LeBron has a triple-double, Heat routs Lakers
Updated: 2010-12-27 08:18
Los Angeles Lakers guard Kobe Bryant (center) falls after committing an offensive foul on Miami Heat small forward James Jones (below), while forward LeBron James looks on during the second half of their NBA game on Saturday in Los Angeles. The Heat won 96-80. [Photo/Agencies]
No festive cheer for grumpy Kobe as Los Angeles fails to impress
LOS ANGELES - LeBron James and Kobe Bryant ran their mouths while they jogged downcourt, not quite making eye contact during an unpleasant conversation in the closing minutes.
"Just asked him what he got for Christmas," James said.
Although the two superstars wouldn't reveal what angry words they exchanged, it wasn't tough to pick out a few statements on Saturday. While Bryant and the Los Angeles Lakers got a disturbing first look at the Miami Heat, James got the last word at Staples Center yet again.
James had 27 points, 11 rebounds and 10 assists while hitting a season-high five 3-pointers, and the Heat thrived on the holiday stage in a 96-80 victory.
Although both teams called the game a television curiosity rather than a potential NBA finals preview, it clearly meant something to James, who had his third triple-double with Miami and the 31st of his career. James also outplayed Bryant, who scored 17 points, in his second straight Christmas win in the Lakers' home arena, following last season's victory for LeBron's Cavaliers.
"We're not trying to make a statement to anyone," James said. "We're trying to show each other that we can play at a high level and try to get better every game. This is one game. ... We're happy because we got better today."
While the Heat realize Boston and Orlando are much more important obstacles to their championship hopes, and while the Lakers don't get terribly excited about playing anybody until the playoffs, there was a palpable edge in the crowd at Staples Center for this intersectional matchup - until the Heat's steady defensive effort flattened the Lakers in the second half.
Chris Bosh had 24 points and 13 rebounds, Dwyane Wade added 18 points on a sore knee and the Heat won for the 14th time in 15 games while flustering the two-time defending champions into a terrible offensive performance, starting with Los Angeles' 14-point first quarter.
"Our whole thing is just playing solid defense the whole game," Bosh said. "That's the primary part of our identity. Our backbone right now is defense."
James played a balanced, patient game, even after a technical foul near halftime for an under-the-basket scuffle with Lakers defensive stopper Ron Artest. James' teammates contributed enough to keep the Heat comfortably ahead, with Bosh playing an outstanding first half and Mario Chalmers contributing 13 points in a reserve role, including three 3-pointers.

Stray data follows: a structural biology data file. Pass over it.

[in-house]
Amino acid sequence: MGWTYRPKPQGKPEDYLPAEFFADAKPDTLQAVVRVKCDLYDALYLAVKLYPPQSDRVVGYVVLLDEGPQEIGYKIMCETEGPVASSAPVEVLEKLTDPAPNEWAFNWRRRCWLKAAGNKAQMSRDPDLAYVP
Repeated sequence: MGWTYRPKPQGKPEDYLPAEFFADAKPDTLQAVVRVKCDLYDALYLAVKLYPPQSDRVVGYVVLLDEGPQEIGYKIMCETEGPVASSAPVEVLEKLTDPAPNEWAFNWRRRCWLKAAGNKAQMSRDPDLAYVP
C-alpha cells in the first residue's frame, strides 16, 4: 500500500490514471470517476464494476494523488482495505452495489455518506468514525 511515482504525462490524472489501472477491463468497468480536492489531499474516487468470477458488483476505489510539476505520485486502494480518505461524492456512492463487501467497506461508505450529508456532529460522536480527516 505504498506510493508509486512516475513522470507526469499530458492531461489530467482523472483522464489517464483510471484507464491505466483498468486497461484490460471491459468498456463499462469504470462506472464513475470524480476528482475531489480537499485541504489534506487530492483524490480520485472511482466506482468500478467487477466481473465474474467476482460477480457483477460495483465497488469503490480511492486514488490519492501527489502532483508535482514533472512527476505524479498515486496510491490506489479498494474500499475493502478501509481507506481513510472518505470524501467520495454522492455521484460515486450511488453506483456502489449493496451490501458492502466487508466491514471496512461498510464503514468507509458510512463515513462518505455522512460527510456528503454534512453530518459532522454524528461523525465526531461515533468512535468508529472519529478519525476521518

"Offensively, it's probably the most trust and the most poise we've played (with) this season," Miami coach Erik Spoelstra said.
Pau Gasol scored 17 points for the Lakers, who fell behind early and never caught up to the tantalizing new contenders for their title. Although Bryant wore garish green shoes for the holiday, his Lakers simply didn't raise their games to meet the spotlight that follows Miami, falling well behind in the first half and never making a run.
Bryant, who picked up his third technical foul in two games, was visibly displeased with his teammates throughout the second half.
"It's like these games mean more to our opponents than they do to us," Bryant said. "I think we need to get that straight - play with more focus, put more (emphasis) on these games. I don't like it. ... We know what we're capable of doing, and that's part of the problem."
Lamar Odom had 14 points and nine rebounds for the Lakers, who have lost two straight at home after winning five in a row on the road, following up Tuesday's collapse against Milwaukee with this high-profile flop. While Odom thinks the Lakers are overconfident, Bryant believes the problems start in practice.
"Individually, you have to make that decision on what's important," Bryant said. "The game has to be the most important thing. ... This is serious stuff. You don't just have two rings and say, 'That's enough. We're satisfied with what we've got.' I'm not going to let that slide."
Coach Phil Jackson dislikes the Lakers' annual spot on the NBA's Christmas schedule, and perhaps for reasons beyond the season: Los Angeles dropped to 4-8 on Christmas since 1999, including last season's one-sided loss to Cleveland, which ended with dozens of giveaway foam hands getting thrown on the court.
Players on both teams broke out festive holiday sneakers for the occasion, including lime-green Nike kicks on Bryant, Gasol and Odom. James and Bosh wore holiday-red shoes with garish green laces.
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